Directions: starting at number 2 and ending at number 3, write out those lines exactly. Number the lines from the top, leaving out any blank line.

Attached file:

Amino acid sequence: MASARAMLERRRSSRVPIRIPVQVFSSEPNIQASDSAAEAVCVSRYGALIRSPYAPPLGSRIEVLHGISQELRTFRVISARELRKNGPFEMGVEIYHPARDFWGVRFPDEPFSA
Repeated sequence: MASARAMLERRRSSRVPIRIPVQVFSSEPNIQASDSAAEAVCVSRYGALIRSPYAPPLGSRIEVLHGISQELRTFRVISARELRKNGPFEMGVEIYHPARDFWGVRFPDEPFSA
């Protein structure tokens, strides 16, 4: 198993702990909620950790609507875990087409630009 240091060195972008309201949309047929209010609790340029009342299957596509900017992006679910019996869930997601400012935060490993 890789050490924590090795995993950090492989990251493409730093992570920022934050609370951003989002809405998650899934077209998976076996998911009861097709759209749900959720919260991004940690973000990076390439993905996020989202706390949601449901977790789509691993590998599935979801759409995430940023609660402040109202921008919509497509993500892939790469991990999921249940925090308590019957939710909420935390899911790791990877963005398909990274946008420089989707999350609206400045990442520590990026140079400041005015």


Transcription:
Repeated sequence: MASARAMLERRRSSRVPIRIPVQVFSSEPNIQASDSAAEAVCVSRYGALIRSPYAPPLGSRIEVLHGISQELRTFRVISARELRKNGPFEMGVEIYHPARDFWGVRFPDEPFSA
């Protein structure tokens, strides 16, 4: 198993702990909620950790609507875990087409630009 240091060195972008309201949309047929209010609790340029009342299957596509900017992006679910019996869930997601400012935060490993 890789050490924590090795995993950090492989990251493409730093992570920022934050609370951003989002809405998650899934077209998976076996998911009861097709759209749900959720919260991004940690973000990076390439993905996020989202706390949601449901977790789509691993590998599935979801759409995430940023609660402040109202921008919509497509993500892939790469991990999921249940925090308590019957939710909420935390899911790791990877963005398909990274946008420089989707999350609206400045990442520590990026140079400041005015």